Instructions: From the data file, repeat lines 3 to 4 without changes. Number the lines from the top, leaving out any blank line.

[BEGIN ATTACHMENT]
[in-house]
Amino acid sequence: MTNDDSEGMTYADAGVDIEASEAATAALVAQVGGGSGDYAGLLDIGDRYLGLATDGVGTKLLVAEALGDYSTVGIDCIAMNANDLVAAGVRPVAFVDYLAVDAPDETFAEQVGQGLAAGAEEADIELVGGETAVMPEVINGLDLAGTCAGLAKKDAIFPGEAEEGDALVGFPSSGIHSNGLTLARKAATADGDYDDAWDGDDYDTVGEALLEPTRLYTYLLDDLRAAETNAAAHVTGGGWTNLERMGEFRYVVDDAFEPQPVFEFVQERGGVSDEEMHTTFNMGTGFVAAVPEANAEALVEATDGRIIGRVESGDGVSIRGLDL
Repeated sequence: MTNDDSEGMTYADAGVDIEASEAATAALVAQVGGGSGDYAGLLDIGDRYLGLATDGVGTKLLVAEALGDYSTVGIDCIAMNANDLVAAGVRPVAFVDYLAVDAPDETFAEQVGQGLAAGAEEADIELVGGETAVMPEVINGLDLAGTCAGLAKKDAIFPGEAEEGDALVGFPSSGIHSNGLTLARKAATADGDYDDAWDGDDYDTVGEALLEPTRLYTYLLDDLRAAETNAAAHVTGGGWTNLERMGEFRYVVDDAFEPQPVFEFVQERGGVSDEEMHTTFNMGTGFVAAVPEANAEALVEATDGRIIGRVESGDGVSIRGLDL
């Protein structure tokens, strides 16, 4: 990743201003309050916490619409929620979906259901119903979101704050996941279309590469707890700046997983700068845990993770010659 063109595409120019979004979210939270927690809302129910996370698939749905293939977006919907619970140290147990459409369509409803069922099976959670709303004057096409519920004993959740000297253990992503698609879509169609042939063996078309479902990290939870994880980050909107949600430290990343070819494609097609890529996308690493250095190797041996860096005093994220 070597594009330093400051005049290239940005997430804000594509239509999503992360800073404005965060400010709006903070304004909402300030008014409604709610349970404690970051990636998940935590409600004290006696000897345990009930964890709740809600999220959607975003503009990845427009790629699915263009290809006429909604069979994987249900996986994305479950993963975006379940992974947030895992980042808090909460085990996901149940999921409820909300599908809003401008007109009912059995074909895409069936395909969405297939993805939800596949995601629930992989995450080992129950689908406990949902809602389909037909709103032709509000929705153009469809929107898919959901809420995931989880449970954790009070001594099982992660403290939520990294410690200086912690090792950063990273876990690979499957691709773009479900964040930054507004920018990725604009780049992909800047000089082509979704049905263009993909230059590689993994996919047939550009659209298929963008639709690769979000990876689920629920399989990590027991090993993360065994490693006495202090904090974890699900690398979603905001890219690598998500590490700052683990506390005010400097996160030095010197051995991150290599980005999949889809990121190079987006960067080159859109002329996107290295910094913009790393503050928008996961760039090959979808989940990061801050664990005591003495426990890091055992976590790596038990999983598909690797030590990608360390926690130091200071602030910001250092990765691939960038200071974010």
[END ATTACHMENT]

Repeated sequence: MTNDDSEGMTYADAGVDIEASEAATAALVAQVGGGSGDYAGLLDIGDRYLGLATDGVGTKLLVAEALGDYSTVGIDCIAMNANDLVAAGVRPVAFVDYLAVDAPDETFAEQVGQGLAAGAEEADIELVGGETAVMPEVINGLDLAGTCAGLAKKDAIFPGEAEEGDALVGFPSSGIHSNGLTLARKAATADGDYDDAWDGDDYDTVGEALLEPTRLYTYLLDDLRAAETNAAAHVTGGGWTNLERMGEFRYVVDDAFEPQPVFEFVQERGGVSDEEMHTTFNMGTGFVAAVPEANAEALVEATDGRIIGRVESGDGVSIRGLDL
């Protein structure tokens, strides 16, 4: 990743201003309050916490619409929620979906259901119903979101704050996941279309590469707890700046997983700068845990993770010659 063109595409120019979004979210939270927690809302129910996370698939749905293939977006919907619970140290147990459409369509409803069922099976959670709303004057096409519920004993959740000297253990992503698609879509169609042939063996078309479902990290939870994880980050909107949600430290990343070819494609097609890529996308690493250095190797041996860096005093994220 070597594009330093400051005049290239940005997430804000594509239509999503992360800073404005965060400010709006903070304004909402300030008014409604709610349970404690970051990636998940935590409600004290006696000897345990009930964890709740809600999220959607975003503009990845427009790629699915263009290809006429909604069979994987249900996986994305479950993963975006379940992974947030895992980042808090909460085990996901149940999921409820909300599908809003401008007109009912059995074909895409069936395909969405297939993805939800596949995601629930992989995450080992129950689908406990949902809602389909037909709103032709509000929705153009469809929107898919959901809420995931989880449970954790009070001594099982992660403290939520990294410690200086912690090792950063990273876990690979499957691709773009479900964040930054507004920018990725604009780049992909800047000089082509979704049905263009993909230059590689993994996919047939550009659209298929963008639709690769979000990876689920629920399989990590027991090993993360065994490693006495202090904090974890699900690398979603905001890219690598998500590490700052683990506390005010400097996160030095010197051995991150290599980005999949889809990121190079987006960067080159859109002329996107290295910094913009790393503050928008996961760039090959979808989940990061801050664990005591003495426990890091055992976590790596038990999983598909690797030590990608360390926690130091200071602030910001250092990765691939960038200071974010």